Chinese Space Station ''Tiangong-1'' Reenters Earth And Hits Off Coast Of Tahiti At 17,000mph
Chinese Space Station ''Tiangong-1" Reenters Earth's Atmosphere In The South Pacific Coast-Hit Off Coast Of Tahiti At 17,000mph
- The ''Tiangong-1'' Space Station reentered the Earth atmosphere on early Monday (Beijing Time).
- The Chinese Space Agency reported its defunct space station crashed near Tahiti around 8:15 on Monday morning.
- The agency had previously said that the remaining of the craft may attain high speed as much as 17,000mph before it hit the earth's surface.
The Chinese space authorities have said its defunct space station, ''Tiangong-1" re-entered into the earth over the South Pacific coast and crashed near Tahiti on early Monday (Beijing Time).
According to Mail Online, the spacecraft reentered the earth's atmosphere at around 8:15 in the morning (00:15GMT) and the most of its part had burnt in the atmosphere before it hit the earth.
The China Manned, Space Engineering Office, had said before that the remainings of the craft were expected to fall off the Brazilian coast in the South Atlantic near Sao Paulo and Rio de Janerio.
China's space authority said on Sunday that the craft will attain its speed of nearly 17,000 mph and its fiery disintegration would offer a 'splendid' show like a meteor shower.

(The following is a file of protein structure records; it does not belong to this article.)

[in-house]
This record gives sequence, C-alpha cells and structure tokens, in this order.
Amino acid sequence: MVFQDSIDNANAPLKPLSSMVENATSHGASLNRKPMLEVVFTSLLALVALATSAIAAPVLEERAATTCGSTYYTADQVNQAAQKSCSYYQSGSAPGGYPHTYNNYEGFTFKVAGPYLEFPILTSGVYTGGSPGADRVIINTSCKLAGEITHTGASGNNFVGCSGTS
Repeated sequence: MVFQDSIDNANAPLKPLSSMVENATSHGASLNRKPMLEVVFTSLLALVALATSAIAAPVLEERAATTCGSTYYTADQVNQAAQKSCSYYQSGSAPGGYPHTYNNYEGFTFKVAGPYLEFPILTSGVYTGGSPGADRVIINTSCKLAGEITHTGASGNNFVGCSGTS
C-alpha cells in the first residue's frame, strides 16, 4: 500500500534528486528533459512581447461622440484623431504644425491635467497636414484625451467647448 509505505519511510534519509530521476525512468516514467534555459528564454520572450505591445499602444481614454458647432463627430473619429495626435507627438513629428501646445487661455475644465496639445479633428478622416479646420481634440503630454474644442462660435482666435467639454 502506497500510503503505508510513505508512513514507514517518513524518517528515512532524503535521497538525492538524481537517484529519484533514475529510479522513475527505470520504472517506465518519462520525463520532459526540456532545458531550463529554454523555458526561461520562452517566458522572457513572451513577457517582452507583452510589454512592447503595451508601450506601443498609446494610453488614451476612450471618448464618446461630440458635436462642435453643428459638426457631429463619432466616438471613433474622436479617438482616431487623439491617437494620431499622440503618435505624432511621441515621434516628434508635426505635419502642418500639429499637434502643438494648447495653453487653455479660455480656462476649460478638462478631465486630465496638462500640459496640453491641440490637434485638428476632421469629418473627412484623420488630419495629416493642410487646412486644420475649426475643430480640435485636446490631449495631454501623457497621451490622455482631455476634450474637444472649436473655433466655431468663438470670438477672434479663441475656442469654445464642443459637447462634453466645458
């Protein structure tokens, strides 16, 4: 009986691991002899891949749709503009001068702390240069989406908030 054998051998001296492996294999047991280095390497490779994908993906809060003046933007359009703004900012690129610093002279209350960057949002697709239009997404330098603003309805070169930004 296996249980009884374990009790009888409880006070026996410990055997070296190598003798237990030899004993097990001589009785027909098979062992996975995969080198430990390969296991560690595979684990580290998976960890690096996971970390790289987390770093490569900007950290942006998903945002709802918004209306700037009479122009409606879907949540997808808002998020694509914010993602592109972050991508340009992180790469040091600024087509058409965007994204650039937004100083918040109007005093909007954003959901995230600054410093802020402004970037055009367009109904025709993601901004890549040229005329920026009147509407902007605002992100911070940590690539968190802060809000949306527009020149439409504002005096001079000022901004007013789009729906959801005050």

Scientists had predicted that it could have come back to Earth somewhere between 43 degrees north and 43 degrees south, which covers most of the part of China, Africa, Australia, United States, and Southern Europe.
Astronomer Jonathan McDowell of the Havard-Smithsonian Center for Astrophysics took to Twitter shortly before the craft reentered Earth's atmosphere saying there was the least chance of the craft hurting people.
Less than 10 minutes till the start of the four hour long TIP reentry window. Remember: 1) this thing will reenter spectacularly but it will (almost super certainly) not hurt anyone. 2) We may not know that it's come down until an hour or so after it actually has done
— Jonathan McDowell (@planet4589) April 1, 2018
Meanwhile, the Aerospace Corporation had said that the chances of any one person being hit by the craft were considered less than one in a trillion.
Meteorologist Bryan Bennet said:
When it reaches 65 miles above the Earth it will no longer be able to orbit and will begin its rapid re-entry. Atmospheric breakup will begin when it reaches 50 miles above the Earth and undergo a fiery reentry until about 30 miles.
According to the European Space Agency, the fall of the station slowed down due to the weather conditions-it was previously predicted to fall as early as midday on Saturday.